Viewing dance that way puts Nemr in a class by himself. Contemporary US artist Makoto Fujimura once described Nemr as “one of the greatest tap dancers of our time” and perhaps “even greater of an artist.”
As a TED Fellow, Nemr has explored how digital technology can help oral traditions survive in changing times. In a talk entitled “Stepping Back in Time Before It’s Too Late,” Nemr related how his emergence into the tap-dancing scene in the US enabled him to become a carrier of its oral tradition, a raconteur of its “good ol’ days” and a chronicler of its 1990s reemergence into the national psyche.
When he speaks about oral traditions in workshops or courses, Nemr says, he reminds his students that until recently, each generation did not have its own styles of music. Music was passed down through generations. Music and dance reinforced the identity of the individual within the story of the community. In a world where every person can curate a unique soundtrack, that communal aspect of music and dance could easily be lost, he says.
Question: According to Nemr, how are music and dance both individual and communal?
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They are made by individuals but they are shared across generations and among other people.
“In ‘tap-dance land,’ you learn this thing that you do from people, shaped in part by who they are and their personalities. And as you learn from them, you begin to embody someone else’s personality, someone else’s story—their choices, preferences, approaches to excellence, relationship to the audience, music. And then you can begin adding your own and passing it on,” he says.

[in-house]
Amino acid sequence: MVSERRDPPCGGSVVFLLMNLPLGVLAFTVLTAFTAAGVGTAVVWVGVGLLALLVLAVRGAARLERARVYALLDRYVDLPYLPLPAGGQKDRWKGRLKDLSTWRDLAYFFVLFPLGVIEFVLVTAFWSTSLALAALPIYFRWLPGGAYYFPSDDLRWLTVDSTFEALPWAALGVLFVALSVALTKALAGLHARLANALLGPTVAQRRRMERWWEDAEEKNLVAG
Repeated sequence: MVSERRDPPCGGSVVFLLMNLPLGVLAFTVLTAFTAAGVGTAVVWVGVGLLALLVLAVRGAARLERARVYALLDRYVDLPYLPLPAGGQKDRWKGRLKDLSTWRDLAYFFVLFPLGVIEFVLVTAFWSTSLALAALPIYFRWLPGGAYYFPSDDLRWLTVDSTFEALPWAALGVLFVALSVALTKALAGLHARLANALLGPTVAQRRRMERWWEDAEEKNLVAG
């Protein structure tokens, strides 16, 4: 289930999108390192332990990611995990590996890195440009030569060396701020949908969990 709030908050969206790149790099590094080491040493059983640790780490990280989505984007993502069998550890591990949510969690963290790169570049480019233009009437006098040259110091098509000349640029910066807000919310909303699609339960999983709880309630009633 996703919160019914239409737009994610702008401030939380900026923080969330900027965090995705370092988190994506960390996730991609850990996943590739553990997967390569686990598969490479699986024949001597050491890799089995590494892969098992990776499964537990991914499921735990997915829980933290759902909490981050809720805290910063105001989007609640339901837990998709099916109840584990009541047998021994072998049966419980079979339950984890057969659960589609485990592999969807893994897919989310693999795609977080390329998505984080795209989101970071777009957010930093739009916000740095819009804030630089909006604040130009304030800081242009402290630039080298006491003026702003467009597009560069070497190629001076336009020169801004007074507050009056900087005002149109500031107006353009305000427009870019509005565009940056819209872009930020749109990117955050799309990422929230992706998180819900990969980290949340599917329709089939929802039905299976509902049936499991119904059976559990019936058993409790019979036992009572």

It is, as he often tells his students, in these larger stories that one can really find oneself and, perhaps, make the world a better place.
In 2004 Nemr founded his own dance company, Cats Paying Dues. It won critical acclaim with its focus on the ensemble rather than the individual. It also eventually brought Nemr into contact with Jim Dolle, branch director at McBurney YMCA in Brooklyn, New York. In 2016, Dolle watched Nemr perform his mix of tap and spoken word, and a vision began to form in Dolle’s mind.
“I saw Andrew as a catalyst…able to build bridges between different communities in New York City—performers, artists and people of faith,” Dolle says. Nemr became a regular instructor, coach and performer at the YMCA.
“Andrew’s power comes from his ability to cross genres and to connect with people of various backgrounds,” Dolle says. “He can relate different cultures together, where you would not necessarily think there is a natural similarity. “His universal, unique expression through tap—his style—is able to cross boundaries in ways that other forms of storytelling maybe can’t.”
Dolle also says Nemr “brings an interesting mix of heritage and personal experience that shows how circumstances in life are not that simple.”
Nemr describes some of his stories as not just narratives but homilies. They are instructive tales and invite the audience into both wider wonder and compassionate understanding.
“The stories that we tell can either breathe life into someone, or death,” Nemr says. “As a storyteller, there’s a lot of power there. And with a lot of power comes a lot of responsibility.”
That, he adds, requires a firm foundation. For himself, that means always landing in the same place: love.
“Over the course of my life, I experienced significant disappointment and pain, as relationships fell apart on account of things I had no control over. Other peoples’ lives are the same. The question is whether you allow a seed of bitterness to be planted and grow … or try to water the seed of love that is there even in the midst of that pain.”
That, he adds, is “the kind of story the world needs to hear more.”